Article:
The Day He Left

February 6, 2017
By AlexisNaddy BRONZE, Hawthorn Woods, Illinois
AlexisNaddy BRONZE, Hawthorn Woods, Illinois
1 article 0 photos 0 comments

I was only eight when he left. I remember being so confused the day he died. He had always been there for me, through the good times as well as the bad. I only remember bits and pieces of that day. Some parts seem to stay in my mind as clear as a movie, and others seem to be as blurry as an old photograph. Sometimes I think back to that day, and I only remember simple details such as what time of the year it was, but then at other times I seem to remember too much. This is how I remember the day my grandpa died:

It was a sunny day, which was surprising considering it was in the middle of fall, and all went well until later that day. I remember sitting on my bed, neatly made with a series of  pillows placed perfectly on top of each other, when my parents walked in through the cracked door and called my sister, Sydney, into the room. She came running through the bathroom.

“Girls,” my father started to talk and paused before he continued, “there is something that your mother and I need to talk to you about.” Once again he paused, the second being longer than the first. I exchanged a glance with my sister who looked equally as confused as I was. It was a short glance, but looking back at that moment it felt like forever. After we broke eye-contact I looked back at my parents, it was now that I noticed my mother had been crying. Her eyes were bloodshot, and her face was bright red with streaks of tears dripping down her cheeks and off her chin onto a tissue she was clutching in her hand, with some tears falling down onto the floor.
“It’s about your grandpa,” my mother had begun, “he had a heart attack today,” she finished being cut off by any other outbreak of tears. Again, my sister and I exchanged a look, this time for longer.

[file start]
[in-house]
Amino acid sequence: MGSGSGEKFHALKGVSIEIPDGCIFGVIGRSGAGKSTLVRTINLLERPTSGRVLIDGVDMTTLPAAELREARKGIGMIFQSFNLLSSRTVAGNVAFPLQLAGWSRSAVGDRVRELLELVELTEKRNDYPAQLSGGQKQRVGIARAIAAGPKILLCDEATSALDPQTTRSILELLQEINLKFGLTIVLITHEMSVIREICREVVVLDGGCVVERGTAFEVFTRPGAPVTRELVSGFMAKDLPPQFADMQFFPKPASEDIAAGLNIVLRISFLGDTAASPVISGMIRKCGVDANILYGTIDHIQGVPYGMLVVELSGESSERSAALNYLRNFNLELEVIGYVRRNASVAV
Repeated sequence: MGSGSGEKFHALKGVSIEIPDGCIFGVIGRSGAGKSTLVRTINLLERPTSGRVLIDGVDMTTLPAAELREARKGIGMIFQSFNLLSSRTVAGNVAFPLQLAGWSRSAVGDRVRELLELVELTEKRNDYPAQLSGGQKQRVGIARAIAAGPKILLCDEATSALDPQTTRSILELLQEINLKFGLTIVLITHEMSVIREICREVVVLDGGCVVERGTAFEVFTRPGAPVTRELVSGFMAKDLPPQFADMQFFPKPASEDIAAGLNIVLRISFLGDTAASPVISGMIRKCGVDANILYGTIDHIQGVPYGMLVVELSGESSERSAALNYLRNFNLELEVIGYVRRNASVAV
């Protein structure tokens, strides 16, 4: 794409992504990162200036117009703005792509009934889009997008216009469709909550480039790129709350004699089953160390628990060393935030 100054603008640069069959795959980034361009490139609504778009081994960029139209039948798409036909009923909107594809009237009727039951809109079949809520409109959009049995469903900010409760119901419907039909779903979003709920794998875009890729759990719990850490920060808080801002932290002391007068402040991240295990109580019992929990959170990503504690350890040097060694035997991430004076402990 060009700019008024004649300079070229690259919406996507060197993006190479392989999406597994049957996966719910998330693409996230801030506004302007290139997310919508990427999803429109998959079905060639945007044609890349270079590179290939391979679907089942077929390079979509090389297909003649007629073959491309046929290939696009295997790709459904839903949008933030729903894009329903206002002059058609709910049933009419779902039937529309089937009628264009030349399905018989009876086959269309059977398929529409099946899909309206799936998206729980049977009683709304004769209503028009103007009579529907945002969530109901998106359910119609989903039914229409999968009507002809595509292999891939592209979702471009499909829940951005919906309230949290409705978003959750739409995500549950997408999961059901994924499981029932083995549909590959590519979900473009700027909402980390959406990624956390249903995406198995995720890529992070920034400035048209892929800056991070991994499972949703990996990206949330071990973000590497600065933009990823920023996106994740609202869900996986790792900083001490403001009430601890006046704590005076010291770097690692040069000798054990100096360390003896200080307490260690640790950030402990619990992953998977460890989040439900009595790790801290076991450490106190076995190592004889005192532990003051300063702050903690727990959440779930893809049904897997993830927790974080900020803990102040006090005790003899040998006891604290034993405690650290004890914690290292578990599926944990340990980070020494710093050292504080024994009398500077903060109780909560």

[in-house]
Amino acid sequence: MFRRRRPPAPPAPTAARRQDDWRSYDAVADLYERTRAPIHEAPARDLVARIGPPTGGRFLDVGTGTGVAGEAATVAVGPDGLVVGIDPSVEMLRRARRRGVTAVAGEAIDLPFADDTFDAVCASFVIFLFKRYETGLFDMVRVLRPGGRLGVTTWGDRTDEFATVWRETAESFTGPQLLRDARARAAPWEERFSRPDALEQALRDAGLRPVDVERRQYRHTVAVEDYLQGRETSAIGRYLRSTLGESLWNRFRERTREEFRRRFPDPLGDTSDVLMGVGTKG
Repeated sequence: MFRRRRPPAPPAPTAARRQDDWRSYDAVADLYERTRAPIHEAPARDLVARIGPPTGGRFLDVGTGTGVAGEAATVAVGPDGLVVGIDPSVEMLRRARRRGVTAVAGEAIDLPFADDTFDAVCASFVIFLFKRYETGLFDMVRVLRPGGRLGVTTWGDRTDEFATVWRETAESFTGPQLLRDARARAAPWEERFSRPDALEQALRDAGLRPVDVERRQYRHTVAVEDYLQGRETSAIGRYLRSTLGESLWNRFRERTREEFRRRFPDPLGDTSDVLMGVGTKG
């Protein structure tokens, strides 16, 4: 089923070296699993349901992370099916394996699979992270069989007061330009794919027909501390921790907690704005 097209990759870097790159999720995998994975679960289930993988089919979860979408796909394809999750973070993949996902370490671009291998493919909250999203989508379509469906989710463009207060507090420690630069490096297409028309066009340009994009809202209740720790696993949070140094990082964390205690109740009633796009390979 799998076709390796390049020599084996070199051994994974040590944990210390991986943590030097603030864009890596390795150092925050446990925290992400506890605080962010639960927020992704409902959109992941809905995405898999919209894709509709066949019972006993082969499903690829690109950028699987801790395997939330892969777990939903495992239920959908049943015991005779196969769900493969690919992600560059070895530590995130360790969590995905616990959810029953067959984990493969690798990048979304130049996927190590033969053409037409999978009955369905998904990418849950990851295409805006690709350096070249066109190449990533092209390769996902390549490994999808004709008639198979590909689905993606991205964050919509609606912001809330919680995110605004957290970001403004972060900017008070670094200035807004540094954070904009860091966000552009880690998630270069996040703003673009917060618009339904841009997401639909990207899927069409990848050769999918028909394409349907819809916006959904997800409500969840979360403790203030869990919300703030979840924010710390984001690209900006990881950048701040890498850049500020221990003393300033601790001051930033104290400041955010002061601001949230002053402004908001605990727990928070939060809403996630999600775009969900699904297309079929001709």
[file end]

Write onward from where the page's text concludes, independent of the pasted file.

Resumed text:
“He died,” she blurted out, louder than she thought, she broke down again into another series of tears.  I stared at her, my father, then at my sister. My father was holding back tears trying to look brave, and my sister didn’t move, frozen with fear, her open eyes began to get red and tears began to glide down her face. I didn’t notice it until now, but I was crying also. I pulled my sleeve over my hand and wiped my cheeks dry. My face became soaked once again in a matter of seconds.

I don’t remember much more of what happened after that, but I remember leaving the next day for Springfield, where my grandparents lived. There were a lot more tears that day. We had stayed at my grandma’s house for the rest of the week.

I remember going to his funeral and sitting in the front row staring at the coffin he was lying in, totally ignoring the speeches and just trying to figure out what my life would be like without him.

I remember the end of the service when everyone got up and kneeled next to him. His face was pale and his eyes were shut. He looked peaceful. His smile lines were clear and his hands were placed on top of each other on his stomach. I will never forget the last time I saw my grandpa. It was then that I realized my life would never be the same.

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